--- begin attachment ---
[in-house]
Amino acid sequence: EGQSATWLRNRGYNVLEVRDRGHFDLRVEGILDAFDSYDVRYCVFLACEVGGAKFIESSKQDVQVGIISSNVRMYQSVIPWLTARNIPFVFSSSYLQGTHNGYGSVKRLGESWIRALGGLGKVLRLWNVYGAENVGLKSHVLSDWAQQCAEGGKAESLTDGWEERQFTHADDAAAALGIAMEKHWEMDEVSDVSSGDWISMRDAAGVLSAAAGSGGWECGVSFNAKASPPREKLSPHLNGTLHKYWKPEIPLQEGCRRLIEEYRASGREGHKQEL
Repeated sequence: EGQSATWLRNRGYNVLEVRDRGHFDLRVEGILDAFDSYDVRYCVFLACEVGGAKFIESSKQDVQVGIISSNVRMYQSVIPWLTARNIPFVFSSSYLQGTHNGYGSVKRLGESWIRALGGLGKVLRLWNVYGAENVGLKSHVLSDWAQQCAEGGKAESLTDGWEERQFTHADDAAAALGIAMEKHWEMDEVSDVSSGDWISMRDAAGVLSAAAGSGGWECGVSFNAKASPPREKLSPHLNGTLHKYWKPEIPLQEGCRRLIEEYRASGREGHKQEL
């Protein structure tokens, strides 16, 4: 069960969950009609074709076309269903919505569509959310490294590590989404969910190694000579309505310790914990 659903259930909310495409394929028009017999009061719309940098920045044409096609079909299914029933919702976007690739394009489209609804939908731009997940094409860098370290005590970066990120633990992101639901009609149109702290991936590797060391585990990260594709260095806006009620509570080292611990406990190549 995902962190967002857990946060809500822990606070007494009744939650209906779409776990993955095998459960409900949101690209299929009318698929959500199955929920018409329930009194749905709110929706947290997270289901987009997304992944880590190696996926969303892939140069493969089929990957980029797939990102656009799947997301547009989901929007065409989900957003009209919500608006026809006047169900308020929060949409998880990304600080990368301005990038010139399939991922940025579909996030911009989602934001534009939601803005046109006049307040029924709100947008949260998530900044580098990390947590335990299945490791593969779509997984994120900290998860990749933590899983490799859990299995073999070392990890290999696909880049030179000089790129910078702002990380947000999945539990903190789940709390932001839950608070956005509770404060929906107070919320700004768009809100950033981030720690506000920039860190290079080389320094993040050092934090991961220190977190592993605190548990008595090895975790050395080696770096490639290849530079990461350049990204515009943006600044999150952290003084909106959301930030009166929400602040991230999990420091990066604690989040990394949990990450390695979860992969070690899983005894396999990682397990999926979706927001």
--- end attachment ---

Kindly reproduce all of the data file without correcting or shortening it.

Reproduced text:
[in-house]
Amino acid sequence: EGQSATWLRNRGYNVLEVRDRGHFDLRVEGILDAFDSYDVRYCVFLACEVGGAKFIESSKQDVQVGIISSNVRMYQSVIPWLTARNIPFVFSSSYLQGTHNGYGSVKRLGESWIRALGGLGKVLRLWNVYGAENVGLKSHVLSDWAQQCAEGGKAESLTDGWEERQFTHADDAAAALGIAMEKHWEMDEVSDVSSGDWISMRDAAGVLSAAAGSGGWECGVSFNAKASPPREKLSPHLNGTLHKYWKPEIPLQEGCRRLIEEYRASGREGHKQEL
Repeated sequence: EGQSATWLRNRGYNVLEVRDRGHFDLRVEGILDAFDSYDVRYCVFLACEVGGAKFIESSKQDVQVGIISSNVRMYQSVIPWLTARNIPFVFSSSYLQGTHNGYGSVKRLGESWIRALGGLGKVLRLWNVYGAENVGLKSHVLSDWAQQCAEGGKAESLTDGWEERQFTHADDAAAALGIAMEKHWEMDEVSDVSSGDWISMRDAAGVLSAAAGSGGWECGVSFNAKASPPREKLSPHLNGTLHKYWKPEIPLQEGCRRLIEEYRASGREGHKQEL
């Protein structure tokens, strides 16, 4: 069960969950009609074709076309269903919505569509959310490294590590989404969910190694000579309505310790914990 659903259930909310495409394929028009017999009061719309940098920045044409096609079909299914029933919702976007690739394009489209609804939908731009997940094409860098370290005590970066990120633990992101639901009609149109702290991936590797060391585990990260594709260095806006009620509570080292611990406990190549 995902962190967002857990946060809500822990606070007494009744939650209906779409776990993955095998459960409900949101690209299929009318698929959500199955929920018409329930009194749905709110929706947290997270289901987009997304992944880590190696996926969303892939140069493969089929990957980029797939990102656009799947997301547009989901929007065409989900957003009209919500608006026809006047169900308020929060949409998880990304600080990368301005990038010139399939991922940025579909996030911009989602934001534009939601803005046109006049307040029924709100947008949260998530900044580098990390947590335990299945490791593969779509997984994120900290998860990749933590899983490799859990299995073999070392990890290999696909880049030179000089790129910078702002990380947000999945539990903190789940709390932001839950608070956005509770404060929906107070919320700004768009809100950033981030720690506000920039860190290079080389320094993040050092934090991961220190977190592993605190548990008595090895975790050395080696770096490639290849530079990461350049990204515009943006600044999150952290003084909106959301930030009166929400602040991230999990420091990066604690989040990394949990990450390695979860992969070690899983005894396999990682397990999926979706927001």